Bottom Line:   
After reading all the info on the Fanfare website, and reviewing the literature they sent me a few years ago, I decided to get one and "hear" for myself how good this thing really is. I compared it to a Radio Shack "Omnidirectional" antenna, #15-2164, mounted in the attic of a 2 story house. Same exact location. Same coax. I took meter reading on my Modafarri modified McIntosh MR71 tuner for various stations, up & down the dial....some strong, some not, some local and some distant.
("distant" for me is about 70 miles to Lansing from my north of Detroit area)
I then substituted the Fanfare and took the readings again. Across the dial, they were lower. I was amazed!! A $95. antenna getting whipped by a $14.99 crossed dipole!! I ran the test again. Same results.... Some of the strongest stations went from a 7.5 to a 7. Weaker ones went down from a 5.5 to a 4.4.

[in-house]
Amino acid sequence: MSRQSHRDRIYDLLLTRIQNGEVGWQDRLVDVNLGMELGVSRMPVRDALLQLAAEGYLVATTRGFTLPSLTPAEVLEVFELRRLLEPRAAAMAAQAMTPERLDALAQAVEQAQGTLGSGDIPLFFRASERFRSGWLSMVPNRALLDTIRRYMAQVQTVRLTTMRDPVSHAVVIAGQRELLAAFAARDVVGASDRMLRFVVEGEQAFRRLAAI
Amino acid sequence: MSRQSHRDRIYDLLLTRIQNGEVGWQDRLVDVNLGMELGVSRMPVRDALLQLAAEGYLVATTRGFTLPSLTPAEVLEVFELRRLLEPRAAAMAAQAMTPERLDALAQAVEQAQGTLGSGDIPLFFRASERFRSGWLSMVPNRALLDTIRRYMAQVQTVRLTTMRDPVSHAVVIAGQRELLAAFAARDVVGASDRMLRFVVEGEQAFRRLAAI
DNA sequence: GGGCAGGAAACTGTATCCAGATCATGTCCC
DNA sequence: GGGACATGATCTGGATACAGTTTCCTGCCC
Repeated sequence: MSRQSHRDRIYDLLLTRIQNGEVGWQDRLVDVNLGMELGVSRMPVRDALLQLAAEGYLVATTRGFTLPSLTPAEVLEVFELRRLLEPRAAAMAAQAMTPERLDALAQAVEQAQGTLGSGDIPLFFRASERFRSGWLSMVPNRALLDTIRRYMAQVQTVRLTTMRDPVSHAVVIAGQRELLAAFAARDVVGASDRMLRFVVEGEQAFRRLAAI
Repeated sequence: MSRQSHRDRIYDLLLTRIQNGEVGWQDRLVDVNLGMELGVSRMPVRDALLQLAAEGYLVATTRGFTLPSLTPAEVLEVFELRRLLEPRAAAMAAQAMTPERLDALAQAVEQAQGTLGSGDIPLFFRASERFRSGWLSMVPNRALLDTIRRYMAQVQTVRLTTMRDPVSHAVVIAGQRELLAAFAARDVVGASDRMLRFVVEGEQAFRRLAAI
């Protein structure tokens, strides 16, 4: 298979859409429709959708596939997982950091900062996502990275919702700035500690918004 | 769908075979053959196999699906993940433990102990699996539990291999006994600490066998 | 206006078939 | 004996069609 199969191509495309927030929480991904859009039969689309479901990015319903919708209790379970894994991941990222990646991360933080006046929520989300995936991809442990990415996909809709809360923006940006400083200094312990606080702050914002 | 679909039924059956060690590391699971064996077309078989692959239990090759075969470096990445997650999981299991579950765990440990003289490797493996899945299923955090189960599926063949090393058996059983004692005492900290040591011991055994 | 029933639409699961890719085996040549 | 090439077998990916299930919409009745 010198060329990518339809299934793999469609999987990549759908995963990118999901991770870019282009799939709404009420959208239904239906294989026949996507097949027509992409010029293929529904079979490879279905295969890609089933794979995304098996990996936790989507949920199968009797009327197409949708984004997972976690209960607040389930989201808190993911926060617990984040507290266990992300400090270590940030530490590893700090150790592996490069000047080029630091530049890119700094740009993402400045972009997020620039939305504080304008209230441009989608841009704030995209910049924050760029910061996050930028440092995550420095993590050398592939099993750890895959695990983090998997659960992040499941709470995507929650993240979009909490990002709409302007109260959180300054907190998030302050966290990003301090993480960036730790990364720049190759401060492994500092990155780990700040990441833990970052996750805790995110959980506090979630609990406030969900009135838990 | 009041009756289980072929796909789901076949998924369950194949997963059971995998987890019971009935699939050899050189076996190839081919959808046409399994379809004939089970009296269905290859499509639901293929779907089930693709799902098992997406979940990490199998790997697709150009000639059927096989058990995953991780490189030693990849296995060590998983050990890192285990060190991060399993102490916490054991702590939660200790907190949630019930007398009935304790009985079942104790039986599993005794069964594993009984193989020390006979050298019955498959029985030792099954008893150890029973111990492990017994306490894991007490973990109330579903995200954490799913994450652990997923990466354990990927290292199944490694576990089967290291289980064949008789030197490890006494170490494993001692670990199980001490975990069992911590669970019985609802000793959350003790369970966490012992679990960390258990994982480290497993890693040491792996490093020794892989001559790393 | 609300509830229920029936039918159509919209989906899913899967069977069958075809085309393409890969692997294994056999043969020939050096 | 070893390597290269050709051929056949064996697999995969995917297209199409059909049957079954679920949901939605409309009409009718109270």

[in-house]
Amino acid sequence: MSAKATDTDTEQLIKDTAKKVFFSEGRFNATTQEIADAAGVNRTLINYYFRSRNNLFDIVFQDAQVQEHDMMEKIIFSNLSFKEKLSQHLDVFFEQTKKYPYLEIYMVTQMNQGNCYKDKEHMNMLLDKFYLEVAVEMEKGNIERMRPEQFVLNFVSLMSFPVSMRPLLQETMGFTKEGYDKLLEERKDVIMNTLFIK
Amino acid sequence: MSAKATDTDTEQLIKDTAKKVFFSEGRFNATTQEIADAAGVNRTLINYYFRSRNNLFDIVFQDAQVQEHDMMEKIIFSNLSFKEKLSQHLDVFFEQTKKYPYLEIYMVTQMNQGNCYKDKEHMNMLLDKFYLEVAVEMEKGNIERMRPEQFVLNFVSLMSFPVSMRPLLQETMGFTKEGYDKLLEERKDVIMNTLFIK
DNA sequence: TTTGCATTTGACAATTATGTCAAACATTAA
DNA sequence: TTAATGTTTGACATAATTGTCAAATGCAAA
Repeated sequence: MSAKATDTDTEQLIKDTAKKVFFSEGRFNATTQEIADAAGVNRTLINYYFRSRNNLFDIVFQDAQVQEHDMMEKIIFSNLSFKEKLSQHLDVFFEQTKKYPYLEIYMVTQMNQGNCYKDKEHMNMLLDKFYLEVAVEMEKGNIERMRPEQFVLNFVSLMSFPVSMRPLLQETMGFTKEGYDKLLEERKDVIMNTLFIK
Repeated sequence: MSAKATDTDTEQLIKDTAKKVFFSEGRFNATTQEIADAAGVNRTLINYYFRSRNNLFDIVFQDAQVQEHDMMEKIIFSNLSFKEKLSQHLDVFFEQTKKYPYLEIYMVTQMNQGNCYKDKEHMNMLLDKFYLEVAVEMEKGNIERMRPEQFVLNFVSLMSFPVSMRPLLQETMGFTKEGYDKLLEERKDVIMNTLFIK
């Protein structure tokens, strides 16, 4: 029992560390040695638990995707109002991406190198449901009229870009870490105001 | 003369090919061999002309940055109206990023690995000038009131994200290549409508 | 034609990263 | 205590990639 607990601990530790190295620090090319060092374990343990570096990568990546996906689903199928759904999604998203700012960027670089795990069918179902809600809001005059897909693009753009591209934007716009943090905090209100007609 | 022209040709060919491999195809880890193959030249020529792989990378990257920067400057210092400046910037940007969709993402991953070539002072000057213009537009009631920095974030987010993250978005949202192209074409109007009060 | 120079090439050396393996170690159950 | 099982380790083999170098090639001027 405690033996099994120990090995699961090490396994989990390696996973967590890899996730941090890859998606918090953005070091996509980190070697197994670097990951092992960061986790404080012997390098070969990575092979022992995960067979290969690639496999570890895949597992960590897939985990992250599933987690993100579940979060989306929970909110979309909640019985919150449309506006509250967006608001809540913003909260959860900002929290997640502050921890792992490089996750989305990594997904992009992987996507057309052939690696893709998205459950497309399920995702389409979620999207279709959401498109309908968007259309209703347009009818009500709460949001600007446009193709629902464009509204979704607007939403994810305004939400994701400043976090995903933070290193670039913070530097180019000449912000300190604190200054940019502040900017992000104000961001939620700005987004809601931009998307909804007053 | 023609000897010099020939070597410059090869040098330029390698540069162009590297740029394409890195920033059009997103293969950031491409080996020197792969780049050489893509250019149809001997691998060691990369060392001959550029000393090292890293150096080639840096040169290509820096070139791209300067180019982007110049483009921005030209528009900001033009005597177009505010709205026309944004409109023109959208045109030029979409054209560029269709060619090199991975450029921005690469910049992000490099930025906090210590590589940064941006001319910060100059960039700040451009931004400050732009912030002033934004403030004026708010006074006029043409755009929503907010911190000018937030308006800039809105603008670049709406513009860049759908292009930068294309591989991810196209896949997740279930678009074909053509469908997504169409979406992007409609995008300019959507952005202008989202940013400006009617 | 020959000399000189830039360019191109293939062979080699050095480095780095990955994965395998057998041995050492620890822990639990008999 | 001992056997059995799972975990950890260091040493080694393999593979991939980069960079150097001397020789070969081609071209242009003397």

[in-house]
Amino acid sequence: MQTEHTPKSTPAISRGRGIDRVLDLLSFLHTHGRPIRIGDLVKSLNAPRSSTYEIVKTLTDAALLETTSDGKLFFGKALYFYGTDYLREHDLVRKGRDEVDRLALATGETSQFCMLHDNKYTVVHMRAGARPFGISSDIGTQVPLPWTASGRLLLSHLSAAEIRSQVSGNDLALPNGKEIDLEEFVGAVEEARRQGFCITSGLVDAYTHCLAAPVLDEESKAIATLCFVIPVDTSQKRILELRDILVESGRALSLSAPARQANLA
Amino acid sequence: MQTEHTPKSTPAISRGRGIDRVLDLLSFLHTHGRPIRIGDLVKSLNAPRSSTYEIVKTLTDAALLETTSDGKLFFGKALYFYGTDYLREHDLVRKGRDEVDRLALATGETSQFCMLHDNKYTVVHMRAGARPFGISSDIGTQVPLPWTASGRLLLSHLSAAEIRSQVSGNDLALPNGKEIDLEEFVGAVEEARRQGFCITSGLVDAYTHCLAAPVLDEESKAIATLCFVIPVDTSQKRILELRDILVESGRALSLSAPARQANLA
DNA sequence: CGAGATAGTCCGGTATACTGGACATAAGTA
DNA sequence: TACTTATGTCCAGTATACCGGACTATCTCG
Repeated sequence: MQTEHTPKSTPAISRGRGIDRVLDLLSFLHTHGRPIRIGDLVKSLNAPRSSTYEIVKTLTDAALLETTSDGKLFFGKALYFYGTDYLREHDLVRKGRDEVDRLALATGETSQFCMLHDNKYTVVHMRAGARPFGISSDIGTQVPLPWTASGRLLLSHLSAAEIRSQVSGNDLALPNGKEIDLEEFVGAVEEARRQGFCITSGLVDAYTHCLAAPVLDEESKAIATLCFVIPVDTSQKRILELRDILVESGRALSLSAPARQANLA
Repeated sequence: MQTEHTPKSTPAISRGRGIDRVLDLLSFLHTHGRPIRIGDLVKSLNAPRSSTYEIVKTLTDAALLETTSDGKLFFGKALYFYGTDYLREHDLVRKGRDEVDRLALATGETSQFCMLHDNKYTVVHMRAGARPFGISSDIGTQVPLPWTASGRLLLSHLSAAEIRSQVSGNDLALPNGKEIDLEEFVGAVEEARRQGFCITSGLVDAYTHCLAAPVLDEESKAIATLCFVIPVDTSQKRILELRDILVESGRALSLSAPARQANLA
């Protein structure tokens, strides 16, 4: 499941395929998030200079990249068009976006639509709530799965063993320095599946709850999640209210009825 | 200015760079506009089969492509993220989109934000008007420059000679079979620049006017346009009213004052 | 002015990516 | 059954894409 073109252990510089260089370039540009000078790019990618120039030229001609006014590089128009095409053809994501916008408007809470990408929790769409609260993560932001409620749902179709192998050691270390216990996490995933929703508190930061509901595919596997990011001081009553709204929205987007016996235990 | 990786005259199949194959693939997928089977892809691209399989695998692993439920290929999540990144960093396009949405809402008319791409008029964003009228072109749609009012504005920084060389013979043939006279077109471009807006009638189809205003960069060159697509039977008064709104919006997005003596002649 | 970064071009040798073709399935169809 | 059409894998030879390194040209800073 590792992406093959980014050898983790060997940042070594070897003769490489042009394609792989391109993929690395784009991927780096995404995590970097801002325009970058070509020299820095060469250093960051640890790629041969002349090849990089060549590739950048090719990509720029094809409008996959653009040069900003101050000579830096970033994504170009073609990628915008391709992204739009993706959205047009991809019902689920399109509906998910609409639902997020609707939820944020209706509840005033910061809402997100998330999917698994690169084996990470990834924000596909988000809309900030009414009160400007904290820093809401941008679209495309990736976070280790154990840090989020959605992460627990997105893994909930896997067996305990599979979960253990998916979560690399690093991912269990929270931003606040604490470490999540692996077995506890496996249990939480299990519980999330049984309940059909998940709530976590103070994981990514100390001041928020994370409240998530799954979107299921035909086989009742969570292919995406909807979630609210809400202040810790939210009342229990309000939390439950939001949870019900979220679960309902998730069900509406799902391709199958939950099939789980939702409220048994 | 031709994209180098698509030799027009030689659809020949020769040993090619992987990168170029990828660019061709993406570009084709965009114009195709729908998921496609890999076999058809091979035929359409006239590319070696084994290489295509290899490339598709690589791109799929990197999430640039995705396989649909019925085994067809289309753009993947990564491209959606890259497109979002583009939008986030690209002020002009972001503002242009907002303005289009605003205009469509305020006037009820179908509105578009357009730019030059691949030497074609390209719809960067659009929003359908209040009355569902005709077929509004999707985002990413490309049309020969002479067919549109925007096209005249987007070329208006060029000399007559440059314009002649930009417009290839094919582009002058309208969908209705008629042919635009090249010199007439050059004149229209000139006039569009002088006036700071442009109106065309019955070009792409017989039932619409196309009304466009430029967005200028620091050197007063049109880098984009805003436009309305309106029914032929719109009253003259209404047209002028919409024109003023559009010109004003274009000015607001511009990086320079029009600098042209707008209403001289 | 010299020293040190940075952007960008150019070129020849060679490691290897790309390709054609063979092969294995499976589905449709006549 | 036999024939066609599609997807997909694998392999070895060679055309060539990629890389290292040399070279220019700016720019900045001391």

Still further, weaker stations simply fell off my dial.(like Lansing) In NO CASE, did the FM-2G do better than The Shack antenna.

I also compared a simple dipole hooked up to a McIntosh MAC1500 receiver. Same results, unfortunately, for the Fanfare.

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Used product for:   Less than 1 month

Duration Product Used:   AudioPhile

Product model year:   2003

Price Paid:    $95.00

Purchased At:   Audio Dimensions



Overall Rating:1
Value Rating:1
Submitted by halfnelson a Audio Enthusiast

Date Reviewed: December 16, 2002

Bottom Line:   
This review is for fanfare FM-2G, Magnum Dynalab ST-2 and Metz OEM model: